Fast, affordable Internet access for all.
We made certain Rep. Avila understood that that clarification gutted the exemption and she did not care. e-NC reports that the private sector providers are permitted to report an entire Census Block as having access to internet, if only one home in the block actually has it. In essence, North Carolina will have no "unserved areas" or communities will have to do their own door to door surveys, an expensive and monumental feat.But what do you expect from elected officials who calls something a "level field" while bragging that they are crafting rules (such as limited service territories) that only apply to the community networks, which already operate at a disadvantage to a $19 billion a year competitor like bill author Time Warner Cable? When the bill passed the Senate, a newspaper in Davidson noted its unequal approach that further handicapped communities:
Davidson Mayor John Woods said Tuesday MI-Connection deserves to be treated the same as private companies. “We strongly object to the territory limits that this bill will impose on MI-Connection which are not imposed on other broadband providers. In addition, MI-Connection would remain subject to open meeting laws, which do not apply to those other providers,” he said. Mr. Venzon also said local governments already face other rules that put them at a disadvantage to private competitors, including the requirement to operate under the N.C. Public Records Law. That “limits our board from operating as freely as a private company. Could we get access to the strategic plans, pricing strategies and competitive analysis for other broadband, cable and satellite providers? That would level the playing field,” Mr. Venzon told DavidsonNews.net.Stop the Cap! has a call to action with more information about the final votes to pass the bill. Thanks to Representatives Faison and Luebke for standing up to the massive monied interests (chiefly Time Warner Cable and CenturyLink) that successfully bought legislation in 2011 after four years of trying. We have provided some of the audio from the House Floor once again - it appears below this call on the Governor to veto the bill by SEATOA [pdf].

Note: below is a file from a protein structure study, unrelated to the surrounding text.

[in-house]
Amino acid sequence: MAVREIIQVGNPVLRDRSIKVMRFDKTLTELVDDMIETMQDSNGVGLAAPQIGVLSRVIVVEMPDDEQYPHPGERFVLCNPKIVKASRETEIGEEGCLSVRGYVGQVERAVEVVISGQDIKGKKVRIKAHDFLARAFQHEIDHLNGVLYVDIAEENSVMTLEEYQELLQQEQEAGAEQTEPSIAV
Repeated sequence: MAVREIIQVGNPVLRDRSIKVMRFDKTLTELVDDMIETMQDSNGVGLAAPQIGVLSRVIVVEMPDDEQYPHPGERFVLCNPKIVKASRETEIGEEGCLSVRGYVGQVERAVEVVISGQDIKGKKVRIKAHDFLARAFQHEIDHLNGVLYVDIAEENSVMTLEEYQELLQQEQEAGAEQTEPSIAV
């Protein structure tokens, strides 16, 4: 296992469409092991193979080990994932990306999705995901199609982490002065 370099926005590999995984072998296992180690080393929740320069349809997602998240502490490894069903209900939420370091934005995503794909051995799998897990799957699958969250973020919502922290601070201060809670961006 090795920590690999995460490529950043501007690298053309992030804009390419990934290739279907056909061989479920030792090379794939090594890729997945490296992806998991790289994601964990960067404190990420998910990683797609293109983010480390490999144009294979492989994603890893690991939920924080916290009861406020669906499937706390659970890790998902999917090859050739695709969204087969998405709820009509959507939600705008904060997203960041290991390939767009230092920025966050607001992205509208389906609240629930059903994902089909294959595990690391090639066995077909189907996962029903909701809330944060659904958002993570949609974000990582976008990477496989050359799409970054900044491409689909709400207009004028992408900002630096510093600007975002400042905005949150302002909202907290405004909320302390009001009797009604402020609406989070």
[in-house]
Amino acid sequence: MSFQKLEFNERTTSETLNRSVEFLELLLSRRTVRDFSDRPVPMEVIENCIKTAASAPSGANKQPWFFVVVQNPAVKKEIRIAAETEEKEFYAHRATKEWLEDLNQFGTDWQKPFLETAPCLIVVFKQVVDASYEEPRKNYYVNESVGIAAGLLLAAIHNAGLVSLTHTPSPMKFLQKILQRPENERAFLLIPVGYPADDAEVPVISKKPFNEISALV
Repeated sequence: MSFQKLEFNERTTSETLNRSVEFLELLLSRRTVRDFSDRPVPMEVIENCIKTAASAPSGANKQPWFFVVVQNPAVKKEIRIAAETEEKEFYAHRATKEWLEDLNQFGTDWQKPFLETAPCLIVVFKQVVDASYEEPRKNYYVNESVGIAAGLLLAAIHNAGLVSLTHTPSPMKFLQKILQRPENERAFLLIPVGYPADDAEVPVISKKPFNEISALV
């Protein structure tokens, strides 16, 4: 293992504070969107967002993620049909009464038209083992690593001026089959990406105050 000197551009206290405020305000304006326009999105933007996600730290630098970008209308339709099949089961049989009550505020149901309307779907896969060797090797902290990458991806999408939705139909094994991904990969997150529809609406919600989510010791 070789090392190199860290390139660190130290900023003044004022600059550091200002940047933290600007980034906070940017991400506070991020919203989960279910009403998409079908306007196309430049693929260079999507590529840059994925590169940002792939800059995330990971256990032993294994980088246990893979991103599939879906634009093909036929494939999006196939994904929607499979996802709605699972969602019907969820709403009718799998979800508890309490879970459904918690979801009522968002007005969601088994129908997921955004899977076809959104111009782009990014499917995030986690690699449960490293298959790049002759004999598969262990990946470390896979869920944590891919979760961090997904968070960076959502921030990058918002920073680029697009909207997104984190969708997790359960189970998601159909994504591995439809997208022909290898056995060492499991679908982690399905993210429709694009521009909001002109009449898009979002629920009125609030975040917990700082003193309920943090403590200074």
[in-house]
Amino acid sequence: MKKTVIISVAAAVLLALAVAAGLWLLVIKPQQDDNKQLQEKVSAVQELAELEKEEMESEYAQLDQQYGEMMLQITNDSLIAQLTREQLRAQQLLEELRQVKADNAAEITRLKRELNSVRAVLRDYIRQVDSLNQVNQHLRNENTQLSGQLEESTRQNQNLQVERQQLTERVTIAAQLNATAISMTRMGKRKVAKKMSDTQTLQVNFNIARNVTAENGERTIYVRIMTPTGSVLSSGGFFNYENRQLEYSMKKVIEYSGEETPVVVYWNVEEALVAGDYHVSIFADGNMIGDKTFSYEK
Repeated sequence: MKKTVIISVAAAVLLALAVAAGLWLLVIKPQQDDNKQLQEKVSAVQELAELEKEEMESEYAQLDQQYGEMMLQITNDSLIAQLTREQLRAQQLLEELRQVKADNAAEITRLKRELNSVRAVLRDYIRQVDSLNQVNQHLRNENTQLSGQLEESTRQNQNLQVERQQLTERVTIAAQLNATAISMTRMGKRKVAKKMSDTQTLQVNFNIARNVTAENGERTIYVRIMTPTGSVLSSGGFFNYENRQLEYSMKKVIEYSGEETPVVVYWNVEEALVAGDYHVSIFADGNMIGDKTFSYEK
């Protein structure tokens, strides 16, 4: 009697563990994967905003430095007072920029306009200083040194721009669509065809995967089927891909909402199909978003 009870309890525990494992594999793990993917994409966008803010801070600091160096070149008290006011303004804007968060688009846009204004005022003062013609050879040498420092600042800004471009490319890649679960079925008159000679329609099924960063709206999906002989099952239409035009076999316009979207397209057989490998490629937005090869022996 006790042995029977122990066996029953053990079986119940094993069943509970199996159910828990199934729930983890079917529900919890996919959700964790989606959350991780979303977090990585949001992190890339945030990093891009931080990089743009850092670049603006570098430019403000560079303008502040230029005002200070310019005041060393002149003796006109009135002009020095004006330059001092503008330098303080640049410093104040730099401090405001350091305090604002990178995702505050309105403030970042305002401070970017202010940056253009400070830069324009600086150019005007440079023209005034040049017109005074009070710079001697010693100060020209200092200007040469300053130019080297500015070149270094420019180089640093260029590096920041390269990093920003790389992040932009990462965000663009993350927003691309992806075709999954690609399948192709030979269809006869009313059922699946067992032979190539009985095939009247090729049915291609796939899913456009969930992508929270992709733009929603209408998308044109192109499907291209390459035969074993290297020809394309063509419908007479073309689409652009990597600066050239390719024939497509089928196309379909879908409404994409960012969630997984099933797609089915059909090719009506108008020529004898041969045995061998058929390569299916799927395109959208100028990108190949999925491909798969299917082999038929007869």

Dear Governor Perdue: No student in North Carolina, no patient, police officer, lawyer or business can function properly without access to reliable and affordable broadband service. Broadband is a grass-roots issue. Access to advanced broadband networks has now become essential for our citizens and businesses to participate in the global economy and access modern medicine, public safety, energy management and education. North Carolina has long been ahead of the game, with the distinguished history of its public and private sectors working together to make our state a high technology leader. It is for this reason that I write you today requesting that you veto H129 - a bill which threatens to deny large portions of our state access to reliable and affordable broadband service, bring a close to our long history of high technology excellence, and ultimately handicap the ability of our state to compete effectively in the global knowledge-based economy. H129 will bring about these changes in a number of ways: H129 will effectively prevent our rural communities from providing their citizens and businesses broadband when the private sector will not Half of North Carolina’s population live in our rural areas, communities where the state’s large incumbent providers have publicly stated their profit requirements prevent them from serving because of their low household densities and incomes. Yet H129 will effectively prevent our communities from providing broadband service, even in areas the private sector refuses to serve, by imposing a series of new onerous regulations on municipalities which do not apply to the private companies. H129’s sponsors claim “unserved” areas are freed from these terminal regulations, but such areas are measured one census block at a time. If 50% of the homes in a census block have access to internet, it is “served.” e-NC reports that private providers are allowed to report that all the homes in a census block have internet service if only one home in the census block has access. As such, North Carolina will have no unserved areas. Because H129 prevents our rural communities from stepping in and providing broadband service when the private sector will not, it will guarantee our rural areas are digital have-nots. (See FCC Commissioner Clyburne press release criticizing H129) For these communities, MCNC’s new fiber middle-mile network will be a bridge to nowhere. H129 fails to fully exempt North Carolina’s most advanced fiber networks A handful of communities in our state, including Wilson and Salisbury, have responded to the private sector’s lack of interest in building the kind of fiber networks needed for our businesses and students to globally compete, by building their own fiber to the home networks. These gigabyte networks are the most advanced in the state (and in the country). H129 seeks to shut these systems down because they compete with the large private companies (Time Warner Cable and Centurylink) who are unwilling to invest in similarly advanced technology. H129 imposes numerous regulations on municipally owned systems that would shut a private company down. While the municipally owned systems have been able to obtain a few exemptions to H129, their service areas are micro-managed by the bill in a way which will arrest their growth. Stopping a company’s ability to grow is the best way to shut it down. It will just be a matter of time. H129 effectively prevents any communities from filling in private sector broadband gaps, even with public private partnerships The federal government and our own General Assembly (with the Video Services Competition Act), deregulated all voice, video and broadband services, regardless of provider. Yet H129 imposes new regulations only on municipally-owned systems. These regulations include holding special elections (referendum) before a municipality funds any kind of equipment associated with constructing or repairing a new communications system, and the regulation of the rates charged by a municipality, where costs they do not incur (such as personal property tax) must be added to the price paid by customers. Such burdensome and anti-competitive regulations will effectively prevent the financing of these systems, and will prevent any private company from partnering with a North Carolina community on such a project. Private companies seeking partnerships will simply go to states where no such regulations exist, as will the private companies who sell equipment to these advanced broadband systems. The large incumbent carriers serving our state will have no incentive to upgrade their outdated infrastructure because they will be the only option in town. Jobs associated with the existence of advanced broadband will not develop; economic investments will not occur. (See Google et al. letter opposing H129) H129 shackles the growth and innovation of our state to the decisions of a few multi-billion-dollar, out-of-state corporations H129 sets a bad precedent of placing the interests of large out-of-state companies ahead of the interests of North Carolina businesses and residents. Time Warner Cable and Centurylink are billion dollar, multi-state companies, loyal only to their shareholders. By effectively prohibiting our local communities from building their own advanced broadband systems, the ability of our state to grow and innovate will be tied to the minimum level of technology these two companies are willing to provide in our state. The result to date, according to FCC data, is that North Carolina’s broadband service is the worst in the country (see attached FCC chart). “North Carolina grown” municipal fiber systems have developed because these local communities, who lost their tobacco economies, recognized that the only way they could survive in the global economy was to match the type of technology Asia and Europe are building. They recognized access to high capacity, affordable, broadband infrastructure is a key driver for jobs and economic growth. H129 creates state law that is in contravention of both federal law and North Carolina’s constitution. H129 newly subjects communications services offered only by municipalities to strict rate regulation and oversight by the NCUC (e.g., §160A-340.1(a)8-9; Section 2.(a)).This is in direct contravention to federal laws preempting the regulation of virtually all cable rates (47 U.S.C.§543(a)(1)); all cable system facilities and services (47 U.S.C. §544(a)); state utility regulation of cable systems (47 USC §541(c)); and federal laws and rules prohibiting state regulation of broadband services. H129 also subjects municipal property used for communications purposes to property tax, in direct violation of the North Carolina Constitution. (§160A-340.1(9) and §160-340.5 compared to N.C. Const Art V, §2(3)). We have lost our tobacco, textile and manufacturing economic base. Access to advanced internet service is the last remaining hope for all our citizens, rural and urban, to compete in the global knowledge based economy using our state’s greatest resource: our ability to innovate. H129 effectively cuts off the ability of our rural communities to provide their businesses and citizens internet access when the private sector will not. It also fails to fully exempt from its onerous regulations, the most advanced municipal fiber systems in our state, with the intention to slowly and painfully put them out of business. North Carolina has a proud history of high-tech leadership in our country. Now is not the time stifle that strong technology history by regulating our North Carolina-based broadband providers for the benefit of a few out-of-state, the multi-billion dollar companies. Now is the time for the public and private sectors in our state to work together so everyone in North Carolina can obtain broadband access. That is what the citizens of North Carolina believe and expect. Please ensure that will happen by vetoing H129.